Cohen Van Balen's 75 Watts, a gadget designed specifically to choreograph the movements of assembly line-workers into a dance performance.

Ferréol Babin's Lunaire, a wall lamp with an effect like a solar eclipse. More information can be found about the Lunaire here.

The ABC Syringe changes color after it has been used or contaminated, which could help stop the spread of infectious diseases like HIV. Read our previous coverage of the ABC Syringe here.

Serralunga's Alba Vase uses simple gradients to give a light airiness to the design of this hand-finished series.

The Bloom Helmet is a collapsible helmet for bikers.

Hyngsoo Kim's Bradley Timepiece, a watch that lets you tell time by feel.

The Chair 4 Life from Renfrew Group, a wheelchair that is designed to be easily adaptable to the needs of a child as they grow from the ages of four to 18 years old.

Clever Caps, a cap for water bottles that is compatible with Legos and can be used as building blocks.

Bas Van Abel's Fairphone imagines a conflict-free smartphone, shunning materials like tin that can originate from war-torn nations known for their human rights abuses.

Magnus Ericon's Risk Centre, which allowed Stockholmians the ability to explore the complex subject of risk in suburban life.

The Form 1 is a high-resolution desktop 3-D printer. It uses reversed stereolithography technology to create highly detailed models using a light-sensitive liquid resin and a focused laser beam.

The GoPro Hero 3 Black makes producing professional quality video easy and affordable, allowing amateur film makers to achieve unprecedented results.

The Alchemist's Dressing Table by Heka-Lab, a collection of analog tools for the production of natural cosmetics at home.

The Luffa Lab by Mauricio Affonso uses the fibrous tropical plant for many things besides scrubbing yourself, like casts.

Tony Fadell's Nest Protect, a smoke detector that makes magic out of the mundane by eliminating the false alarms from your fire drills. Read our thoughts on the Nest Protect here.

The PET Bottle Lamps turned environmentally harmful bottles into a warp on which to weave colorful designs.

Phonebloks, an utterly ridiculous concept for a smartphone made with Lego design principles that could literally never in a million years work. Read our debunking of the Phonebloks concept here.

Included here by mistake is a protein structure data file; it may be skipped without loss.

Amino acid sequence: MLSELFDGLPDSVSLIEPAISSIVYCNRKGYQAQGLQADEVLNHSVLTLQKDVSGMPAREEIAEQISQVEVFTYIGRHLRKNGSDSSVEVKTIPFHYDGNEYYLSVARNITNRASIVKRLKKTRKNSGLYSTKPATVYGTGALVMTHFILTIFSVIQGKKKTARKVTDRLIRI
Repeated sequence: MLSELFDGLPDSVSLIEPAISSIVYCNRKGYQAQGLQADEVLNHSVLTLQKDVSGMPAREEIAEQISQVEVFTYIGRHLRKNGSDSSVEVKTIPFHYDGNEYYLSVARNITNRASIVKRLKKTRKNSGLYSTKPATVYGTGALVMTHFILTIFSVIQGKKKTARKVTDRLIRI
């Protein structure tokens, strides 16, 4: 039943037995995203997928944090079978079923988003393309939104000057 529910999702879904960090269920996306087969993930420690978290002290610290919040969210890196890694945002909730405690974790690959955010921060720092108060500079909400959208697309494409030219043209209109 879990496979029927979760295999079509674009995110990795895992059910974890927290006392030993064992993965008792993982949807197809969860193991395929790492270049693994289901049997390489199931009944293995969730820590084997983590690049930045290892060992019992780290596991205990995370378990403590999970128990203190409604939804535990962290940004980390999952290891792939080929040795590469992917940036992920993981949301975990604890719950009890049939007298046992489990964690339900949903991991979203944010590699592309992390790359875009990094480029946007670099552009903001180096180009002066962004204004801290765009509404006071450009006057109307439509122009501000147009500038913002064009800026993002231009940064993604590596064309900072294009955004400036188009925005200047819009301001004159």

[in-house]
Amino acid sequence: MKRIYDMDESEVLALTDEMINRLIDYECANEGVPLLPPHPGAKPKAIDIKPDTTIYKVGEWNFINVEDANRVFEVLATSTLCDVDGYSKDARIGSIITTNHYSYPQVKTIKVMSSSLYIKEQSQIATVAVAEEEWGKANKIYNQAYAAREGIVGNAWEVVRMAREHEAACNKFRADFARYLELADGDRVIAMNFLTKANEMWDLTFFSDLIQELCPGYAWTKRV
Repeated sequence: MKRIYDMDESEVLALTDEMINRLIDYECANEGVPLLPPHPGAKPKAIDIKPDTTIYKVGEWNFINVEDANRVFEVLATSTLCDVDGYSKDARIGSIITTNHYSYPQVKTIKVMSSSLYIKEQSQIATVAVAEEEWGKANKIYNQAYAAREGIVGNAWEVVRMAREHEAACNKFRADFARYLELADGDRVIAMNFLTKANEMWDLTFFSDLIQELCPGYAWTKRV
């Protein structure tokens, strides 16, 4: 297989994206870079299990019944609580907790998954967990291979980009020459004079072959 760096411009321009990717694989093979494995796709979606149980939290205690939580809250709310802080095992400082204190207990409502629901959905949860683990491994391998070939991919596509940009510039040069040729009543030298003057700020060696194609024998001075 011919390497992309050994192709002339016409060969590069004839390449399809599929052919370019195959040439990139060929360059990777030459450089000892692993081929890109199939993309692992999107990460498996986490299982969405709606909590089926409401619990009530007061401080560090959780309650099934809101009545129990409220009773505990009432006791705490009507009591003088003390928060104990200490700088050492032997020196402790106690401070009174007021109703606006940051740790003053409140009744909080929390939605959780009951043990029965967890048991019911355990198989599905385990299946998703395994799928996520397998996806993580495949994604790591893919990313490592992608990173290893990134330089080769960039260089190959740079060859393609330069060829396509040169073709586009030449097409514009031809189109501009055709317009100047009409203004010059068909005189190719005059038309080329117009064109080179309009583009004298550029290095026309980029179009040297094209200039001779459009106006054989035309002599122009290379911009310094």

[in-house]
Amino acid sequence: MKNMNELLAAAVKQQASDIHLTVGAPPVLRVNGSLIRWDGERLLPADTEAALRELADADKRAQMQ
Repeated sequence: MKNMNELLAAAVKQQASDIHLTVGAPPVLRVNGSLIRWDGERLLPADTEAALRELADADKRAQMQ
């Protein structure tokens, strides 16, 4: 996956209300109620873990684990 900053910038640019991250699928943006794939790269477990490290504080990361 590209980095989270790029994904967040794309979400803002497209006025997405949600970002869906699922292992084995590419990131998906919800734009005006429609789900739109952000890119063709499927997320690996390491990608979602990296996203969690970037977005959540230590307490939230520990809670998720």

Brooklyn-based Dan McMahon and Patrick Laing's Plume, a bicycle mudguard that recoils like a slap bracelet.

The Silk Pavilion, MIT's biological swarm approach to 3-D printing that uses 6,500 live silkworms to make buildings.

London designer Michael Anastassiades String Lights, which resemble telegraph wires or street lighting using thin black cords that draw geometric shapes and patterns in the air.

British designer Roland Lamb's Sea Board, an electronic keyboard with a skin-like surface instead of keys.

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21 Products That Are Up For Design Of The Year

The London Design Museum has nominated these 21 products for its annual design awards and curators want your help picking the winner.

The Design Museum London has released a list of 76 nominations for their 2014 Design of the Year awards, showcasing the best in architecture, digital, fashion, furniture, graphic, product, and transport design. It's an impressive overview of some of the most exciting and thought-provoking designs of the last year, not just from international design stars like Zaha Hadid, Stephen Jones, and Miuccia Prada, but also from students, startups, and even wishful thinkers.

Perusing the list of nominees in the "Product" category, it seems as if the curators of the museum could have gone to Co.Design for some inspiration. We've written stories about the majority of designs up for consideration, whether that's a watch that lets you tell time by feel, MIT's swarm of 3-D printing silkworms, an innovative bike mudguard that works like a slap bracelet, a world-changing syringe design, or even a totally laughable concept for Lego-style smartphones that we thoroughly debunked five months ago. (Needless to say, we're hoping that one doesn't win.)

Each of the nominated designs will be showcased at the Design Museum as part of an exhibition from March 26 to August 25, 2014. A panel of experts will choose a top contender from each category, with winners being announced later this year alongside the overall Design of the Year. Visitors of the Design Museum will also be allowed to vote, as well as those who follow the Design Museum's Twitter and Facebook accounts.

Check out the full lost of nominees here. What do you think is the most important design of the last 12 months? Let us know in the comments section.

Add New Comment


  • I would like to see more entries of actual products rather than simple concepts. Not to make light of a Lego phone (it is an interesting take on a real problem), but as many developers of tangible products know, the devil is in the details.

  • Nicky Lim

    I feel like something important to note is that the bloom helmet is made to be a hard-hat rather than actual bike helmet. Without the EPS foam (or something similar) it's unlikely that it can properly protect the head in an accident since there isn't enough to absorb the real impact of that kind of high speed head injury.

    I'm certainly no expert in this, but I'd think it could be dangerous for someone to buy one thinking it's the same as a real bike helmet since it wasn't designed to be so.